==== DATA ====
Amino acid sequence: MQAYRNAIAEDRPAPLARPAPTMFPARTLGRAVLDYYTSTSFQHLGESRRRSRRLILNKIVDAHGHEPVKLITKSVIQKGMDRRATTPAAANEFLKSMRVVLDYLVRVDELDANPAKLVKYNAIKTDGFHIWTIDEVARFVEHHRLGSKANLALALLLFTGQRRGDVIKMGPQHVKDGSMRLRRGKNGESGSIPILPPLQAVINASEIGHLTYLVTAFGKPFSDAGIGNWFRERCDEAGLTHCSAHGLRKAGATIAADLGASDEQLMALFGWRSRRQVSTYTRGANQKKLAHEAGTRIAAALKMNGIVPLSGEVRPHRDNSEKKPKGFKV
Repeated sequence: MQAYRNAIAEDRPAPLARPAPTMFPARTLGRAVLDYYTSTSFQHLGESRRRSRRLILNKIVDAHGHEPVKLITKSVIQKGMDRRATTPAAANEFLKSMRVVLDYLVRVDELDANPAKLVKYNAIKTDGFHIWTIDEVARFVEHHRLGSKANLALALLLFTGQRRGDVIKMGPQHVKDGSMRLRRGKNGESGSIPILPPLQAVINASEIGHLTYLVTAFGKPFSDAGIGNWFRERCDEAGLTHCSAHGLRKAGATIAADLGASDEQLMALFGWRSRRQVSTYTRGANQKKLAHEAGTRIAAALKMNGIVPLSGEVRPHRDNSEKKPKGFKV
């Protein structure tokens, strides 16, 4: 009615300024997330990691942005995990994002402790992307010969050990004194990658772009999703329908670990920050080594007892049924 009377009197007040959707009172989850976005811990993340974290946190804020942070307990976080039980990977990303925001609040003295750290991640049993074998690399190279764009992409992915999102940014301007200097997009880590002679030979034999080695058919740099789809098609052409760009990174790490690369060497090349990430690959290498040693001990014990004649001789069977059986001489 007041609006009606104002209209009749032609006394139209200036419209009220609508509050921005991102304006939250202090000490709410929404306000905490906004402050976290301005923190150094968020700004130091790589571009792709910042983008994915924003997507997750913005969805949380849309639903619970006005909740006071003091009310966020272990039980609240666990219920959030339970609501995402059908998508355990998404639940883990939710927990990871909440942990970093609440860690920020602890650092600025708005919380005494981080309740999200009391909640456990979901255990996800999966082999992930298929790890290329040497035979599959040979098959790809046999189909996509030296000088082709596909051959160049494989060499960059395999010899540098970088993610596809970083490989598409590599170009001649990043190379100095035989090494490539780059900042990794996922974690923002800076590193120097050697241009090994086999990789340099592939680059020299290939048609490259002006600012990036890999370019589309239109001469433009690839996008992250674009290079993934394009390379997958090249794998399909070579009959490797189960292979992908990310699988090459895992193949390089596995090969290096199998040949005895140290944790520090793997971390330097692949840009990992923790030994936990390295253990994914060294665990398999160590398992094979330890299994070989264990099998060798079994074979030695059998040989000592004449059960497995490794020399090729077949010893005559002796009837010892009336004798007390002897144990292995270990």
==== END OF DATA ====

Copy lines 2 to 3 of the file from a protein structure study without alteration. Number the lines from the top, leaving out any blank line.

Repeated sequence: MQAYRNAIAEDRPAPLARPAPTMFPARTLGRAVLDYYTSTSFQHLGESRRRSRRLILNKIVDAHGHEPVKLITKSVIQKGMDRRATTPAAANEFLKSMRVVLDYLVRVDELDANPAKLVKYNAIKTDGFHIWTIDEVARFVEHHRLGSKANLALALLLFTGQRRGDVIKMGPQHVKDGSMRLRRGKNGESGSIPILPPLQAVINASEIGHLTYLVTAFGKPFSDAGIGNWFRERCDEAGLTHCSAHGLRKAGATIAADLGASDEQLMALFGWRSRRQVSTYTRGANQKKLAHEAGTRIAAALKMNGIVPLSGEVRPHRDNSEKKPKGFKV
């Protein structure tokens, strides 16, 4: 009615300024997330990691942005995990994002402790992307010969050990004194990658772009999703329908670990920050080594007892049924 009377009197007040959707009172989850976005811990993340974290946190804020942070307990976080039980990977990303925001609040003295750290991640049993074998690399190279764009992409992915999102940014301007200097997009880590002679030979034999080695058919740099789809098609052409760009990174790490690369060497090349990430690959290498040693001990014990004649001789069977059986001489 007041609006009606104002209209009749032609006394139209200036419209009220609508509050921005991102304006939250202090000490709410929404306000905490906004402050976290301005923190150094968020700004130091790589571009792709910042983008994915924003997507997750913005969805949380849309639903619970006005909740006071003091009310966020272990039980609240666990219920959030339970609501995402059908998508355990998404639940883990939710927990990871909440942990970093609440860690920020602890650092600025708005919380005494981080309740999200009391909640456990979901255990996800999966082999992930298929790890290329040497035979599959040979098959790809046999189909996509030296000088082709596909051959160049494989060499960059395999010899540098970088993610596809970083490989598409590599170009001649990043190379100095035989090494490539780059900042990794996922974690923002800076590193120097050697241009090994086999990789340099592939680059020299290939048609490259002006600012990036890999370019589309239109001469433009690839996008992250674009290079993934394009390379997958090249794998399909070579009959490797189960292979992908990310699988090459895992193949390089596995090969290096199998040949005895140290944790520090793997971390330097692949840009990992923790030994936990390295253990994914060294665990398999160590398992094979330890299994070989264990099998060798079994074979030695059998040989000592004449059960497995490794020399090729077949010893005559002796009837010892009336004798007390002897144990292995270990």